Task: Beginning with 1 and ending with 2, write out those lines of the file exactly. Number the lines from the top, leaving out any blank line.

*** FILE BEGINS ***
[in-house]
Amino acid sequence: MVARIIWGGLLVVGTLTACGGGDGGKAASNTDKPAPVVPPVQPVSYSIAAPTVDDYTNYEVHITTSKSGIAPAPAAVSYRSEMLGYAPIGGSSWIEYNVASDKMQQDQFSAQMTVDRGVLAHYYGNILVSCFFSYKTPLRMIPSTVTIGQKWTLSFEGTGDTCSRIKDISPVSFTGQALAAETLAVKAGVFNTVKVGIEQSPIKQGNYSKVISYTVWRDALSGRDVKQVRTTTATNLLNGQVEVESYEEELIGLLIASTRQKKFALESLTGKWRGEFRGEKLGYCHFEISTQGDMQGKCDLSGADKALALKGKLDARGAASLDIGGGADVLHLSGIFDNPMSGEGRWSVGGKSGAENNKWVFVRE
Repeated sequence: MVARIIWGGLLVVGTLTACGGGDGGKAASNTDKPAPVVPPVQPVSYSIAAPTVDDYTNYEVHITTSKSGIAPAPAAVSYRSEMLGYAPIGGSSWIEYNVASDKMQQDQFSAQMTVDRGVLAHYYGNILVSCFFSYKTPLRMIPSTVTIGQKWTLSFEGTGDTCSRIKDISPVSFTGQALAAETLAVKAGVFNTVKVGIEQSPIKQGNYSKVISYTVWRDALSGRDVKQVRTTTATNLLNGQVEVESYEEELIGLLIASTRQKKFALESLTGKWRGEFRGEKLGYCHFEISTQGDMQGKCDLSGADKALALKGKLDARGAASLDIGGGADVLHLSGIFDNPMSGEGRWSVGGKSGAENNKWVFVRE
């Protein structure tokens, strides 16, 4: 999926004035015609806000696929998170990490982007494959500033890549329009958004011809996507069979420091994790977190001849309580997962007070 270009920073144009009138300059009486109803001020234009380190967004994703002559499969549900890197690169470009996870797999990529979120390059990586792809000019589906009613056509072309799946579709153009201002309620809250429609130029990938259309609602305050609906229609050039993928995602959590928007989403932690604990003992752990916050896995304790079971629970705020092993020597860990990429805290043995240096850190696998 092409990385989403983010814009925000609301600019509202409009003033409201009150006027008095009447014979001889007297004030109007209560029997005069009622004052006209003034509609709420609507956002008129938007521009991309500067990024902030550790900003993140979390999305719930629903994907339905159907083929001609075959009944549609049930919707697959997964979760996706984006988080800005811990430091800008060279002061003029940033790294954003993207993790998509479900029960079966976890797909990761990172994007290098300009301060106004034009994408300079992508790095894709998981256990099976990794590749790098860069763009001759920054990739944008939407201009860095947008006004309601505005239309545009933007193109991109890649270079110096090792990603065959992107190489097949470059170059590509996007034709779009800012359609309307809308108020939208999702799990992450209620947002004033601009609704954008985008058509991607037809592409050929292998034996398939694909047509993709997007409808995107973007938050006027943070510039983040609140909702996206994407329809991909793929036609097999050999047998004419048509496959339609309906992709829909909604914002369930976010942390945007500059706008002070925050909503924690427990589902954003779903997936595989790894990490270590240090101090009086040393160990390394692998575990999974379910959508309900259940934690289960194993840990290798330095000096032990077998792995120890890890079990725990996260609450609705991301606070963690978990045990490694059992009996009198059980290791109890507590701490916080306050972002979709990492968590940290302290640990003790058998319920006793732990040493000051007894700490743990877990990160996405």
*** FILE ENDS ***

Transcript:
[in-house]
Amino acid sequence: MVARIIWGGLLVVGTLTACGGGDGGKAASNTDKPAPVVPPVQPVSYSIAAPTVDDYTNYEVHITTSKSGIAPAPAAVSYRSEMLGYAPIGGSSWIEYNVASDKMQQDQFSAQMTVDRGVLAHYYGNILVSCFFSYKTPLRMIPSTVTIGQKWTLSFEGTGDTCSRIKDISPVSFTGQALAAETLAVKAGVFNTVKVGIEQSPIKQGNYSKVISYTVWRDALSGRDVKQVRTTTATNLLNGQVEVESYEEELIGLLIASTRQKKFALESLTGKWRGEFRGEKLGYCHFEISTQGDMQGKCDLSGADKALALKGKLDARGAASLDIGGGADVLHLSGIFDNPMSGEGRWSVGGKSGAENNKWVFVRE